I have to say that my “Slow Blog” is beginning to look like a fast one!
This, like my second Blog post were examples of cases that I presented at a talk I gave in 2011 at The School of Nursing at York University https://nursing.info.yorku.ca/ entitled Making the Link: Public Policy and Mothers of Children with Disabilities in Canada (pictured here on the right after I had presented this talk (with Dr. Nazilla Khanlou).
Truth be told I’m purloining my own earlier work!
To provide a bit of background about Kristine whose photo appears above, she’s a married Mum & has a supportive spouse. When Pénelope came along Kristine had a child already. She was therefore an experienced mother.
Also note worthy in the context of this Blog Post, Kristine holds a degree in Sociology and Childhood Studies from Roehampton University in England. She’s a family support worker at a major community service centre. She had studied infant massage.
What more training might you need for motherhood you ask?
And indeed, Kristine believed that with her professional skills, her specialized education & her solid social support system, and her deep love of Pénélope that she could cope with being a complex care mother. She found in her case that was not so however.
When she sought state assistance for care and support for Pénélope she came up against some controversial provincial care policy.
Kristine had asked the province (the then Ontario Ministry of Community and Social Services) for a placement for Penelope in a care centre where she, Kristine, would continue as Pénélope’s Mum, making all decisions for her daughter’s care. This became thorny and the care facility stated they needed custody to be able to make medical decisions for Pénélope since the baby would be in their care. Kristine was advised that she would have to enter into a legal process and relinquish custody of her daughter to the Province in exchange for the care and services they both badly required. Moreover, as Kristine was to learn, this loss of custody would legally be deemed to be available as a result of the legal abandonment of Pénélope by her parents under the child welfare provisions.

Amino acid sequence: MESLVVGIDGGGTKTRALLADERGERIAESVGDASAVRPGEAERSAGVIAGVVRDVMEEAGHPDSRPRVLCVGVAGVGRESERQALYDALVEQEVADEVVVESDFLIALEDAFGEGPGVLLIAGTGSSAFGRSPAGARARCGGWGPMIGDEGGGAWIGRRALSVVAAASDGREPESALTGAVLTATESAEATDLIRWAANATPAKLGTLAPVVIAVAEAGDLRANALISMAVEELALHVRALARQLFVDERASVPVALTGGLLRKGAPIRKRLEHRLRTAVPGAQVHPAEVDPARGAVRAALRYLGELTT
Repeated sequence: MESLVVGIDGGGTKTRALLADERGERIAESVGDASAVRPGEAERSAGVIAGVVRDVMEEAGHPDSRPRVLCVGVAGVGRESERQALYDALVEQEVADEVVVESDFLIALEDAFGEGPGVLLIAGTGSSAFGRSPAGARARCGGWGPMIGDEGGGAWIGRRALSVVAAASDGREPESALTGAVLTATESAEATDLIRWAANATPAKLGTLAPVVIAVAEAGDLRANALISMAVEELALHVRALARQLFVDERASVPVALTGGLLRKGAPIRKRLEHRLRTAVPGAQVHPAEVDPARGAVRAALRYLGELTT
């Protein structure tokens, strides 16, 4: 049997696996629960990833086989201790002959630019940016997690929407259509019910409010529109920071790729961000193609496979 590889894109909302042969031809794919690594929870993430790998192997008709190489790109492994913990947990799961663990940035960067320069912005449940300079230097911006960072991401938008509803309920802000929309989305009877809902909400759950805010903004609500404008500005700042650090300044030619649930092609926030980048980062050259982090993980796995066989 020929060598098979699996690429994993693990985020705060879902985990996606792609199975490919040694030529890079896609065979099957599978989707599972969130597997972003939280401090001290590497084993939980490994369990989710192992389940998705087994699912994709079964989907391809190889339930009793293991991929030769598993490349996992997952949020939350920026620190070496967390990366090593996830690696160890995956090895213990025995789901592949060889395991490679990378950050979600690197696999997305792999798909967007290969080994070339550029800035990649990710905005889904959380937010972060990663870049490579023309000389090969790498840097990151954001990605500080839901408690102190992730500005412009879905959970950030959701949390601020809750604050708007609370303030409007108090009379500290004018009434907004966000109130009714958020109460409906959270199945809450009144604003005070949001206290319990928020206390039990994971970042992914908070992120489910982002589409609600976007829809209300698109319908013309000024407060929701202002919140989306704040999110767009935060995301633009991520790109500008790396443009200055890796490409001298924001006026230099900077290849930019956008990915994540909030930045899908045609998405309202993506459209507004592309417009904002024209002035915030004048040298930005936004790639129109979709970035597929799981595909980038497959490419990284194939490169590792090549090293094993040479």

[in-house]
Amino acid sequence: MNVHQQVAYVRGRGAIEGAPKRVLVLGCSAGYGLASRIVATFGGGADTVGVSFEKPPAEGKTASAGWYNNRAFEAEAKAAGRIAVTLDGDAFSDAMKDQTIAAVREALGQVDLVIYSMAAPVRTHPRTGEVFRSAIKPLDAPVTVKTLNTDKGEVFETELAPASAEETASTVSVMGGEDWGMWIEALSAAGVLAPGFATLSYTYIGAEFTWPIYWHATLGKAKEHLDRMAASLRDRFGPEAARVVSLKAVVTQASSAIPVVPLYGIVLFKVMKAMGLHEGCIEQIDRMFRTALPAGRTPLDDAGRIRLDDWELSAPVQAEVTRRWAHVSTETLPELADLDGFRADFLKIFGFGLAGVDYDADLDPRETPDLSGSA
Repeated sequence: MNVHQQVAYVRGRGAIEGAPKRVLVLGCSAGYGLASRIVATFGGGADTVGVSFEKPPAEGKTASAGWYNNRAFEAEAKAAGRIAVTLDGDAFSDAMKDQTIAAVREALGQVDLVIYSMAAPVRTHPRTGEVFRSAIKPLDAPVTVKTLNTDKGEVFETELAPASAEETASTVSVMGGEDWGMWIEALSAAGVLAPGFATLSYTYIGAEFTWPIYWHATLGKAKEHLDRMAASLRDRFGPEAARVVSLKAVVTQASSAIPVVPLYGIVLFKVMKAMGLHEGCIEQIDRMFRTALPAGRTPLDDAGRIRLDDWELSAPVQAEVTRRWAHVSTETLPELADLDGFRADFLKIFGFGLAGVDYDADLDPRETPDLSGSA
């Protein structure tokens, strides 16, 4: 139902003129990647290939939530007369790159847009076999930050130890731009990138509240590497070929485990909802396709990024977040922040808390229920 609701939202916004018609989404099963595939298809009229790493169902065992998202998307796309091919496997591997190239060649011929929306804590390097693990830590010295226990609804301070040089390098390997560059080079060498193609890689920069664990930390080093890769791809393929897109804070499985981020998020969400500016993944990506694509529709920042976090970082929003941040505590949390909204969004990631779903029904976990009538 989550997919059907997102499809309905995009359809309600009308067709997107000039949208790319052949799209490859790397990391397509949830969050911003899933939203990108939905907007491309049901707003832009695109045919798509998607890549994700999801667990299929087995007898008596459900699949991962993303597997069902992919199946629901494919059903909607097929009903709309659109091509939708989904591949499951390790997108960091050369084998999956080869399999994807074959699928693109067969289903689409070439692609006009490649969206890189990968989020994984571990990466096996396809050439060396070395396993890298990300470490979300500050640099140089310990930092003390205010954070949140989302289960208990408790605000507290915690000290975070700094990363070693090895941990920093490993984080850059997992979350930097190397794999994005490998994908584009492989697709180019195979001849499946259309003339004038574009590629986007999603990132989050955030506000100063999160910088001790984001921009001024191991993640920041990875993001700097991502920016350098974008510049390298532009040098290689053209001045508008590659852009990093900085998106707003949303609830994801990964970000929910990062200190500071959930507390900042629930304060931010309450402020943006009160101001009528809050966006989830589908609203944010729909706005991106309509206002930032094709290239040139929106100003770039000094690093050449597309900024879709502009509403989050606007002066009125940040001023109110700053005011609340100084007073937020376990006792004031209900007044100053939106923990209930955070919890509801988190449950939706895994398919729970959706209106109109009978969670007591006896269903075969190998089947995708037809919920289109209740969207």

Thus, state wardship was offered in lieu of voluntary care. This is a curious situation since state care would not be in the best interests of Penėlopė & accessing it this way surely engages Kristine’s constitutional rights under The Canadian Charter of Rights and Freedoms. It was a lose-lose for mother & child.A bigger conversation than this post allows here.
As well, the state wardship option was not designed to support this mother’s mental health, and in fact this approach to care has had, and continues to have, just the opposite effect on women’s mental health.
Indeed this very thing was claimed in a lawsuit brought against Ontario by another mother, Anne Larcade, in an Ontario Court in 2002. I will Blog about the 2006 Ontario Court of Appeal decision in the Larcade case another day. For now suffice it to say that Anne Larcade, in both a Maclean’s Magazine interview and also in The Star online, where asked Ontario “Where’s The Humanity?” That was many years ago now in solid piece of journalism by Tanya Talaga. It is a questions mother’s in such disputes continue to ask across Canada. See https://www.thestar.com/news/ontario/2009/07/23/wheres_ontarios_humanity_mom_asks.html
Interested in that now? You can look at the article Appeal Court Overturns Disabled Children’s Lawsuit by Karen Howlett in the Globe & Mail from November 26, 2006. https://www.theglobeandmail.com/news/national/appeal-court-overturns-disabled-childrens-suit/article971953/
Anne was a single working mother of two. She was not in a minority as a single caregiving mother in North America. Most children with disabilities are being raised by single mothers, as disability rights scholar Levine showed in 2008).
Moreover, the Literature tells us that among employed married middle aged Anglophone parents of children with disabilities with diverse diagnoses 42% of parents demonstrated symptoms of psychiatric distress (Thurston, et. al, 2011). The solution for mental and emotional distress in Caregiving Mothers is not child loss. It is child support.
I note that both mothers, Anne and Kristine, ultimately obtained care in Ontario, without child loss, after each entered into a dispute with the province and each presumable entered into negotiations for care with them as well. Not all mother’s are capable of that. What about them?
The above photo of Kristine & Pénelopé was featured in Parents of Disabled Kids Face Agonizing Choices by Author & Journalist Tanya Talaga in The Star at https://www.thestar.com/life/health_wellness/2009/06/24/parents_of_disabled_kids_face_agonizing_choices.html